Adding a Mitered Corner to the Brighton Pullover - Dale Luxford

Adding a Mitered Corner to the Brighton Pullover - Dale Luxford

Posted by Angelyn Bennett on

A Mitered Corner Option for the Brighton Pullover

I think the easiest way to do a mitered corner is if the side seam allowance is the same as the bottom hem allowance.  So, if we’ve got a one inch hem allowance we need to add 5/8ths of an inch to our side seam allowance, and have that extra seam allowance run up the side seam from the bottom to about an inch past the mark where the seam ends and the split starts.  In these two photos the original pattern lines are in purple, new cutting lines are in green, and the seam lines are in orange.    

Measure and mark twice the hem amount from the bottom corner on both the side edge and the bottom edge. In this case the hem is one inch, so you will measure 2 inches up the side and 2 inches along the bottom.  Draw a diagonal line connecting these marks.  This will be your stitching line (in orange). Now mark your cutting line at 3/8” out from your stitching line (in green).

 This is your adjusted pattern piece:

I recommend that you finish the raw edges of the bodice sides and bottom with a serger at this point.  Do not finish the diagonal edge.  In this third photo I hope you can see that I’ve serged the side and bottom, but left the diagonal raw.  I’ve dotted the diagonal with wash away marker.  I sincerely hope it washes away!

 We are now going to sew the miter!  Fold the bottom corner, right sides together, so that your two finished edges of the side and the bottom meet and sew along where we cut on the diagonal.  If this looks odd, just baste it to make sure you’ve got it folded right.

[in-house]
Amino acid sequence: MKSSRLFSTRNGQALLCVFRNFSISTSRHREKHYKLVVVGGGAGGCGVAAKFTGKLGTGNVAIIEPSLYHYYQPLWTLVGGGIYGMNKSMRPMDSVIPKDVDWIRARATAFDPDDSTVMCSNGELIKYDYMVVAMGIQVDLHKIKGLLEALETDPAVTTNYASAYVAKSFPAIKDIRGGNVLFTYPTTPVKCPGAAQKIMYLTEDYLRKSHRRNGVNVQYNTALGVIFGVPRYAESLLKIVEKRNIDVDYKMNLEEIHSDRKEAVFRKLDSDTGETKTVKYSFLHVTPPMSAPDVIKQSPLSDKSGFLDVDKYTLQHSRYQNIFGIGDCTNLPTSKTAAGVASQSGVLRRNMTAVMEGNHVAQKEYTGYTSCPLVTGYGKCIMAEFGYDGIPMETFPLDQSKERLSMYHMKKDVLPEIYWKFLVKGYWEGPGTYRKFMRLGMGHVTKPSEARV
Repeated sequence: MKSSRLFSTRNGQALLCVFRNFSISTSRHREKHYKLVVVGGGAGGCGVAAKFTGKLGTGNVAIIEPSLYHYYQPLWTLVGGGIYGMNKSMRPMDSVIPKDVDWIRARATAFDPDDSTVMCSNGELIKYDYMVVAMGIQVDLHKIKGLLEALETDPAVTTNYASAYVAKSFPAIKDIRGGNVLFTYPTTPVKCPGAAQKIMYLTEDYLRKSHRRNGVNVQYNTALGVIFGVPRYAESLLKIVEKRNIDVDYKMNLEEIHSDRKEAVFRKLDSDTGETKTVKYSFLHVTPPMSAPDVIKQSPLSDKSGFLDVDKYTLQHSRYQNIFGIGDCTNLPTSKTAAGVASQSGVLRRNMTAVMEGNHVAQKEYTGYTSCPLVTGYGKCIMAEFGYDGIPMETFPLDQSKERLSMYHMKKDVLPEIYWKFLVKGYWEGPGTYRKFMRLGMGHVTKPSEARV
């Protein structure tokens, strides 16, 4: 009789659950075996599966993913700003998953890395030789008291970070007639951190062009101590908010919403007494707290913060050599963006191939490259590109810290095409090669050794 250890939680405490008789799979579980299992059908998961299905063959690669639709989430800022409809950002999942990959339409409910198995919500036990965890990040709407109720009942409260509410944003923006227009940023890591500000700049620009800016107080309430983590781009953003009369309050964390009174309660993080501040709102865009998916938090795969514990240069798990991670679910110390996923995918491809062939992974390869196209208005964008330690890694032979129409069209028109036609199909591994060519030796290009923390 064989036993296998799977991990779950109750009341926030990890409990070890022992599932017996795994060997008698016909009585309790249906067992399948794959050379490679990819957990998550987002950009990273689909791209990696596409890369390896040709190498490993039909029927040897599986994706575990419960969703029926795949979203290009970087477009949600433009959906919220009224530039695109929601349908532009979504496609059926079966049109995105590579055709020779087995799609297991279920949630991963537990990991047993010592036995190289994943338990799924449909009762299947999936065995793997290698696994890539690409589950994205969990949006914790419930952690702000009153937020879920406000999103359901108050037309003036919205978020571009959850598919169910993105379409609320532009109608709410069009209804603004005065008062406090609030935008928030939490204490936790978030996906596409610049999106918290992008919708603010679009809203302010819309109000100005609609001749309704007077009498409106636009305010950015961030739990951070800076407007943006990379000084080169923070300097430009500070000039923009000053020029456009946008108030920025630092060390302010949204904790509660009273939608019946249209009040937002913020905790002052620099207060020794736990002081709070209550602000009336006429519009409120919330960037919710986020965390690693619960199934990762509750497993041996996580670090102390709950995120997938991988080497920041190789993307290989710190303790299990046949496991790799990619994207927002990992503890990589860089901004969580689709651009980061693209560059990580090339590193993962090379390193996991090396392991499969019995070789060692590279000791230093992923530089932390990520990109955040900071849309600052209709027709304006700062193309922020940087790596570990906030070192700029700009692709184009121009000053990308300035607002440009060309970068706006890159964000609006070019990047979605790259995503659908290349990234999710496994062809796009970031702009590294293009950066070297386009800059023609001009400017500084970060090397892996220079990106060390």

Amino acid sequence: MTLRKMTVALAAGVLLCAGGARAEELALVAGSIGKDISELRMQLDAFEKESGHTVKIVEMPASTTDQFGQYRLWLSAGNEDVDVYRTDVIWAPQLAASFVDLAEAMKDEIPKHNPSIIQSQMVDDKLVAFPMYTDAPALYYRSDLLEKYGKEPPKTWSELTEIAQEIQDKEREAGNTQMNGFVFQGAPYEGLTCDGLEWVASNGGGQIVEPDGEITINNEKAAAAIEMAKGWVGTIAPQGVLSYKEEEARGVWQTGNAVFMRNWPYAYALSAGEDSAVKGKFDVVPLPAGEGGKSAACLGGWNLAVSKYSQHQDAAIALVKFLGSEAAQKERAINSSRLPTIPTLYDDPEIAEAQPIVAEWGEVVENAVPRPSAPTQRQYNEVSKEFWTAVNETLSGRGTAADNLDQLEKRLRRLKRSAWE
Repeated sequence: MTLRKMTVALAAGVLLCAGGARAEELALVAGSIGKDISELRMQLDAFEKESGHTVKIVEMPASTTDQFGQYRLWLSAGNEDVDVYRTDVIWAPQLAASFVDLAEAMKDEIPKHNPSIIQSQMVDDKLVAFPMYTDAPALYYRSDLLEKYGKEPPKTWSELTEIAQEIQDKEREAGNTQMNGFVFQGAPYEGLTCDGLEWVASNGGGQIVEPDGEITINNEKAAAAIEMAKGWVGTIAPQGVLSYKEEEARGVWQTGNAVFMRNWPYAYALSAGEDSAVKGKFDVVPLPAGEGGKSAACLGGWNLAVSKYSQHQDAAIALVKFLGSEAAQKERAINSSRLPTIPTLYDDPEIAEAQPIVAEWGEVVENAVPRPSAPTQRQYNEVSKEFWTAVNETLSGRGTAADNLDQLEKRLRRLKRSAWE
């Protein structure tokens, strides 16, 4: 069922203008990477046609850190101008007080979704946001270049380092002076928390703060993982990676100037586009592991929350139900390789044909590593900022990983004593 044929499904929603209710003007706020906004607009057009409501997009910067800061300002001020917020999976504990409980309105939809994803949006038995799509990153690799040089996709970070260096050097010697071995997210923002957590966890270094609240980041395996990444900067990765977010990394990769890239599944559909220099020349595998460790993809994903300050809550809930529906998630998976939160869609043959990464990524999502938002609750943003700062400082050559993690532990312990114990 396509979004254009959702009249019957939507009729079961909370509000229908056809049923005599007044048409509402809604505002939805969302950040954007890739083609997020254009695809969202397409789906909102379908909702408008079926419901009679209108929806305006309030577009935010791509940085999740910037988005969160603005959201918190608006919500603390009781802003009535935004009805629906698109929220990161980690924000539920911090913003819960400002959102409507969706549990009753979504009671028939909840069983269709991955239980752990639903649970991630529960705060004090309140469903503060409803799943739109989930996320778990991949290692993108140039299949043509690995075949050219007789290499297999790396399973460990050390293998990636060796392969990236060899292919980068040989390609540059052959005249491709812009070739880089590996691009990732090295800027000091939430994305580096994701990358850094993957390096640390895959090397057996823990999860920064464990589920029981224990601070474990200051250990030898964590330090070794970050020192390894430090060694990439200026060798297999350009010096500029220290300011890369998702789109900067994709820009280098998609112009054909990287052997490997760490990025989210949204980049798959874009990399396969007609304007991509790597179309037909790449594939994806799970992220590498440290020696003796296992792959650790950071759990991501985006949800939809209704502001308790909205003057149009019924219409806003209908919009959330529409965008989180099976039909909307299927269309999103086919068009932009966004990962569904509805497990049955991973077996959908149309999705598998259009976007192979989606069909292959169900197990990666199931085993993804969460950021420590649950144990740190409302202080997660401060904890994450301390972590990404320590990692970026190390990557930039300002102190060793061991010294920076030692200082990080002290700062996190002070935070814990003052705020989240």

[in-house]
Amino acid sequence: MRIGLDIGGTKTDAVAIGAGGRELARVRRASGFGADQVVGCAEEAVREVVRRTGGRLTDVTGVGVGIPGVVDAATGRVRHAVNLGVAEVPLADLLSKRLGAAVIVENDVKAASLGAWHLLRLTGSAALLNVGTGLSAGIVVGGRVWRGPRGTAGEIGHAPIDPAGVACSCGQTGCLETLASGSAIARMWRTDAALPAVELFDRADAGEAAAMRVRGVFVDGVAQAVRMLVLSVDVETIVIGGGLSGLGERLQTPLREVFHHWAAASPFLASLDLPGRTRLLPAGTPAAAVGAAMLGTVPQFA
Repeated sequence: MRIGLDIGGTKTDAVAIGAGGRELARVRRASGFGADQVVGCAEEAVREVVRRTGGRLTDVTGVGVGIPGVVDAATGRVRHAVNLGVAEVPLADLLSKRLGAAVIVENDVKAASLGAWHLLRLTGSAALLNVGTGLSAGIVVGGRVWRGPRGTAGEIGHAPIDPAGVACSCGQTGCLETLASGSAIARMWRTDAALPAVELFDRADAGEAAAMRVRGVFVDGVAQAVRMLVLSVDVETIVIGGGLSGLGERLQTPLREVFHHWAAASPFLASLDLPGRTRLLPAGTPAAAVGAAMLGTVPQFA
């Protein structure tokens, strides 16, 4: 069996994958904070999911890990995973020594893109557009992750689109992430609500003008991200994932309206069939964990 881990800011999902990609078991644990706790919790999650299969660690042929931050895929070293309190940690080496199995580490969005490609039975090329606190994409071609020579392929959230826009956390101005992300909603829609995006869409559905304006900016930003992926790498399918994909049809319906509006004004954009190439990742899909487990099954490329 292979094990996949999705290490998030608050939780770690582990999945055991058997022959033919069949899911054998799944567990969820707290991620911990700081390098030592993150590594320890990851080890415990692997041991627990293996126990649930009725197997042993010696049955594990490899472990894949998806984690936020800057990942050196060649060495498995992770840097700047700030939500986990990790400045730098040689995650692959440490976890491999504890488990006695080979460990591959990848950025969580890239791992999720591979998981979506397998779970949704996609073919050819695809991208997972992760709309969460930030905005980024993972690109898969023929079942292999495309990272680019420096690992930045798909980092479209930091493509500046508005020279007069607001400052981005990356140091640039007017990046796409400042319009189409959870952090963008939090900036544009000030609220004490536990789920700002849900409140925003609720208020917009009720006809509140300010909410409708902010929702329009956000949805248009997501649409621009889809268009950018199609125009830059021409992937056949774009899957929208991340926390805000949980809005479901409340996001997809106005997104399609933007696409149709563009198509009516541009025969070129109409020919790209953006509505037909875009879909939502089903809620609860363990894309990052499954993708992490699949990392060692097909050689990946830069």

I like to sew this seam on a regular machine so that you can clip the corner and press the seam open before you turn it right sides out.

If you have a tailor’s clapper, now is the time to use it!  It makes pressing into the corner a breeze.


Turn your corner right side out and gently poke out the point.

Now, sew up your side seams and stitch your hem in place.  Normally I would have sewn the side seams up first, and finished the mitered corners after that.  I think that is a little easier, but this worked okay and it was easier to take the pictures. Here is the inside:

And here is the right side:

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  • Thanks for the tutorial, I was just thinking I wanted to do something similar on the street to studio. I love your patterns and tricks because it helps me think of sewing in a more exact and new way. I always learn from your patterns, site, and groups.
    With that, I’ve got to ask…how do you coverstitch your corners so well.

    Kelli on

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